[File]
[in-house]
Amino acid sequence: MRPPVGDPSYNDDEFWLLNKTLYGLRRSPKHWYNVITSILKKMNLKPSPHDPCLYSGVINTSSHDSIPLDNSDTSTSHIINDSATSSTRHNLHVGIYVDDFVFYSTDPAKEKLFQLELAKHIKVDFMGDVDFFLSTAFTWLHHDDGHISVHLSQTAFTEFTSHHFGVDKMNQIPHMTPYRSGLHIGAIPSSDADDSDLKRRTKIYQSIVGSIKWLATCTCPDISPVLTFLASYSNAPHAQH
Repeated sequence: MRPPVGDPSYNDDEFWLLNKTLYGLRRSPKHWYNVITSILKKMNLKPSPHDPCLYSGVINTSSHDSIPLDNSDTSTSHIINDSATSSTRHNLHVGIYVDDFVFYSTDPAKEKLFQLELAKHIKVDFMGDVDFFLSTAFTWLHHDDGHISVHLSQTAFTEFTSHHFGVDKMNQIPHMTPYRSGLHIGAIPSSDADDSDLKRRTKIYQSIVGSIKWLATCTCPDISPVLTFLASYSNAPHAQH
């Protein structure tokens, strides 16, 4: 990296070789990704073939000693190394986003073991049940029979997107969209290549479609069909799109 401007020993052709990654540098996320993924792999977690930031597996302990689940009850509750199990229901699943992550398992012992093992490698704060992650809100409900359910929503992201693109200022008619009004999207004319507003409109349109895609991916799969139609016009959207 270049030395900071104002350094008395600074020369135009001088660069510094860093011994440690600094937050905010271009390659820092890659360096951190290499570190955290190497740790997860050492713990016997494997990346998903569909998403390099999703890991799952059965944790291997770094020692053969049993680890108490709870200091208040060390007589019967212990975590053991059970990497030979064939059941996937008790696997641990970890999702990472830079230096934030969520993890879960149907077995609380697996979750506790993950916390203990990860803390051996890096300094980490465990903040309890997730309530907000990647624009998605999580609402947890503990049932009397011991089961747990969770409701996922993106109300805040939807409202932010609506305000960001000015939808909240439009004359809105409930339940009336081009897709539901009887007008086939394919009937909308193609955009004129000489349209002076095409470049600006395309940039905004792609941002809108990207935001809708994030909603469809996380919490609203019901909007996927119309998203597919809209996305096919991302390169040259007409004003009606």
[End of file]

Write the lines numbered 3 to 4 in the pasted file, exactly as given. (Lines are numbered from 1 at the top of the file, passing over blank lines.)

Repeated sequence: MRPPVGDPSYNDDEFWLLNKTLYGLRRSPKHWYNVITSILKKMNLKPSPHDPCLYSGVINTSSHDSIPLDNSDTSTSHIINDSATSSTRHNLHVGIYVDDFVFYSTDPAKEKLFQLELAKHIKVDFMGDVDFFLSTAFTWLHHDDGHISVHLSQTAFTEFTSHHFGVDKMNQIPHMTPYRSGLHIGAIPSSDADDSDLKRRTKIYQSIVGSIKWLATCTCPDISPVLTFLASYSNAPHAQH
């Protein structure tokens, strides 16, 4: 990296070789990704073939000693190394986003073991049940029979997107969209290549479609069909799109 401007020993052709990654540098996320993924792999977690930031597996302990689940009850509750199990229901699943992550398992012992093992490698704060992650809100409900359910929503992201693109200022008619009004999207004319507003409109349109895609991916799969139609016009959207 270049030395900071104002350094008395600074020369135009001088660069510094860093011994440690600094937050905010271009390659820092890659360096951190290499570190955290190497740790997860050492713990016997494997990346998903569909998403390099999703890991799952059965944790291997770094020692053969049993680890108490709870200091208040060390007589019967212990975590053991059970990497030979064939059941996937008790696997641990970890999702990472830079230096934030969520993890879960149907077995609380697996979750506790993950916390203990990860803390051996890096300094980490465990903040309890997730309530907000990647624009998605999580609402947890503990049932009397011991089961747990969770409701996922993106109300805040939807409202932010609506305000960001000015939808909240439009004359809105409930339940009336081009897709539901009887007008086939394919009937909308193609955009004129000489349209002076095409470049600006395309940039905004792609941002809108990207935001809708994030909603469809996380919490609203019901909007996927119309998203597919809209996305096919991302390169040259007409004003009606």